Rusty, Junky Plastic Pumpkins

Rusty, Junky Plastic Pumpkins

This post is sponsored by Rust-oleum, who provided a Rust Finish Metal Effects Kit by Modern Masters at no charge to me. All opinions are my own.

I have to admit- on certain junk or antique pieces, I like the look of rust more than actually dealing with rust- the chipping, the flaking, etc. So, when I had a chance to try out the “Rust Finish Metal Effects” kit by Modern Masters, I jumped at the chance! Right off the bat, I knew I wanted to try it on those plastic pumpkins that are ALWAYS at thrift stores this time of year.

Plastic pumpkins and pumpkin candy holders at thrift store to be upcycled into junky rusty pumpkins by Sadie Seasongoods /

These guys are pretty common…

Plastic pumpkins or pumpkin candy holders at thrift store to be repurposed with rust effects kit by Sadie Seasongoods /

Can’t get away from ’em!

You see, I had a feeling that those jack-o-lantern candy carriers would look pretty darn good with a rusty junky finish…but I didn’t know how to achieve that on my own. Basically, this opportunity was a match made in DIY heaven. This post contains affiliate links for your crafting convenience.

Trying out Rust Finish Metal Effects Kit by Modern Masters on some upcycled plastic pumpkins for junky Halloween decor by Sadie Seasongoods /

Time for a Product Test Drive!

So, here’s the skinny- there are several steps to getting the nice crusty-rusty finish using this kit, but none of them take very long AND there’s no special painting technique required. Let’s consider this one of my “Product Test Drive” posts, so long as I make it very clear that this kit was provided to me free of charge.

Let’s get right to it- (the first step is applying the primer– same kit as mine, but smaller quantities), which is a rust-brown color on its own. I will say- the “rougher” your surface is, the better this stuff adheres. It dries pretty quickly so I brushed on two coats, as identified in the instructions.

Applying the Rust Finish Metal Effects primer on repurposed plastic pumpkins or pumpkin candy holders by Sadie Seasongoods /

Primer step- DONE!

Next, I added two coats of the iron oxidizing paint…which also dries quickly. This gave the plastic pumpkins an almost chalkboard paint look.

Applying the Rust Finish Metal Effects iron oxidizing paint on repurposed plastic pumpkins or pumpkin candy holders by Sadie Seasongoods /

Iron Oxidizing step- DONE!

NOW we get to the fun step- spritzing on the rust activator! I had painted the primer and iron paint inside, but moved everything outside for this step. Following the instructions in the kit, I spritzed on a light layer…waited a few minutes, and spritzed on a second layer.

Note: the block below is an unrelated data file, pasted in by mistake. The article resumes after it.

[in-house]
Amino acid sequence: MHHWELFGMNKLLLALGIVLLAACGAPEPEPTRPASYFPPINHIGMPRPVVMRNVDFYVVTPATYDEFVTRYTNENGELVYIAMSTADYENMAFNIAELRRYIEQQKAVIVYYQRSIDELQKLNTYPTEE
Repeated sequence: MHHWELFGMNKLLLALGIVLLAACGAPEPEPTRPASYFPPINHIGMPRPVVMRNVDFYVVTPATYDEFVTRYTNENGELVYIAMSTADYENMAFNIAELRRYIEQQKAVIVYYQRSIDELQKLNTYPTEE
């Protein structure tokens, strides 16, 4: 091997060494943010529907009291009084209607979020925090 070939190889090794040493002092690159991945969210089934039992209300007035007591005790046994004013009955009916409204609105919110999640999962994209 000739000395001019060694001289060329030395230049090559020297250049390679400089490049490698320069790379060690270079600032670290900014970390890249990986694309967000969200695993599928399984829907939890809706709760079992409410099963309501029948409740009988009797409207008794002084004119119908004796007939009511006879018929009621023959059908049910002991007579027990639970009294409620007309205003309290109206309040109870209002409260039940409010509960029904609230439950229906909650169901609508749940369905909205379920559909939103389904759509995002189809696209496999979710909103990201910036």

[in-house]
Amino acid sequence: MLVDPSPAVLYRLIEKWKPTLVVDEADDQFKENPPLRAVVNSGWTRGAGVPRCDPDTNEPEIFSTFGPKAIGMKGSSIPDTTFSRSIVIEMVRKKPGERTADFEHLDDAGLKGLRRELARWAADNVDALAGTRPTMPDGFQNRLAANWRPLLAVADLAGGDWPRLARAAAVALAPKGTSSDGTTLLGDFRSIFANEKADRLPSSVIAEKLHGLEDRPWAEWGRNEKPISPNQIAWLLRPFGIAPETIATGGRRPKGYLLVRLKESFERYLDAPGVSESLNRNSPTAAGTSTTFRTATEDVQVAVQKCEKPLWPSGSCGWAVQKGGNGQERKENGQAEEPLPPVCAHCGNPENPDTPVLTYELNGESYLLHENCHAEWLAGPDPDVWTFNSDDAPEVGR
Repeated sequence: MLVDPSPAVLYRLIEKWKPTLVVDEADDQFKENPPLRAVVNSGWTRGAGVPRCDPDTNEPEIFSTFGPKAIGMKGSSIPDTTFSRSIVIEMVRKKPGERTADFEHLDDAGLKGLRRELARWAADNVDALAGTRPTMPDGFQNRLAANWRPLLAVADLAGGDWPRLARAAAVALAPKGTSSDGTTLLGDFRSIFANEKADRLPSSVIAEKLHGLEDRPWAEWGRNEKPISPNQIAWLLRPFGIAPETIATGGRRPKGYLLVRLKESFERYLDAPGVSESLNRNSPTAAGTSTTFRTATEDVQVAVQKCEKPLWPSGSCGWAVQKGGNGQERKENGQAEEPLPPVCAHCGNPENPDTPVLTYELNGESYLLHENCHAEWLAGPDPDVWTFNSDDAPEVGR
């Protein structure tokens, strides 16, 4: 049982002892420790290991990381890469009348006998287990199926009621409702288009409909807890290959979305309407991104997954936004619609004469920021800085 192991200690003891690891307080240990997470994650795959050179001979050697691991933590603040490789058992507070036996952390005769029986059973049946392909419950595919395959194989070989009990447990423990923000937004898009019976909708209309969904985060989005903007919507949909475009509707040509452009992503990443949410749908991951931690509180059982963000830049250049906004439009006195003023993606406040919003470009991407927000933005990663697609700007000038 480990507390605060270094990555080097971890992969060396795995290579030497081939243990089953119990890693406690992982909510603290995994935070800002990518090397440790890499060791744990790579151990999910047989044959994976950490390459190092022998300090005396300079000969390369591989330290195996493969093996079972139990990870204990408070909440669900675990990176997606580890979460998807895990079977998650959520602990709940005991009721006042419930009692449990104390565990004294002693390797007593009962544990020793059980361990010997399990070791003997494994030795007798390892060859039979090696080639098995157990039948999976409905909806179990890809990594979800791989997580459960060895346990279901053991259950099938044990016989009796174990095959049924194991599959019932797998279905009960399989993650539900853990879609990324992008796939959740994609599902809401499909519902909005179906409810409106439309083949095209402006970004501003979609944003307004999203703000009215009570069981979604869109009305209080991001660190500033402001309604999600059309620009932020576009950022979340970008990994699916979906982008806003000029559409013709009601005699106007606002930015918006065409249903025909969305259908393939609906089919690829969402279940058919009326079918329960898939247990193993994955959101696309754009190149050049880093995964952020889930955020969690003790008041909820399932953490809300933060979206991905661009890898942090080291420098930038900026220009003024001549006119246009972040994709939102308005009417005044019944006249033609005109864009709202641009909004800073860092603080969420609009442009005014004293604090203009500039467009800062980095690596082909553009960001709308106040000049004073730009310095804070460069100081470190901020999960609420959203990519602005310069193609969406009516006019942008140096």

Spraying on the rust activator from Rust Finish Metal Effects by Modern Masters on upcycled plastic pumpkins by Sadie Seasongoods /

Moment(s) of truth…

At the time that I worked on “rustifying” my plastic pumpkins, it was SUPER humid out. So, I let the rust activator work for 48 hours to fully achieve a rusty finish.

And almost magically, the jack-o-lantern candy carriers looked all kinds of rusty and old! Even though the rust finish didn’t rub off or easily chip, I went ahead and spritzed on the sealer, as recommended.

Spraying on the sealer from Rust Finish Metal Effects by Modern Masters on upcycled plastic pumpkins by Sadie Seasongoods /

Can you see how rusty they are??

As far as the Rust Finish Metal Effects Kit was concerned, I was done! But my plastic pumpkins needed just a wee bit more “oomph”. Painting in the jack-o-lantern face with plain black craft paint was exactly what they needed!

Creating rusty pumpkins from upcycled plastic pumpkins or jack-o-lantern candy carriers from the thrift store by Sadie Seasongoods /

One final touch to make it come alive…!

That was it- my rusty, junky plastic pumpkins were all done. And while there are multiple steps required, the finish is SO realistic and any level of crafter can do this, so I’d call it a rousing success.

Creating rusty pumpkins from upcycled plastic pumpkins or jack-o-lantern candy carriers from the thrift store by Sadie Seasongoods /


Now I can use them however I want in my Halloween decorating- holding a mum on the front porch, filled with candy for my work desk, etc.

I love them!

A couple of Product Test Drive thoughts to consider:

  • Spraying a smooth plastic surface with regular flat grey primer made a HUGE difference in how easily the rust primer could be brushed on, but this was not included in the kit and added yet another step to the process.
  • Do not use a sponge brush for the primer or iron paint steps- use a chip brush!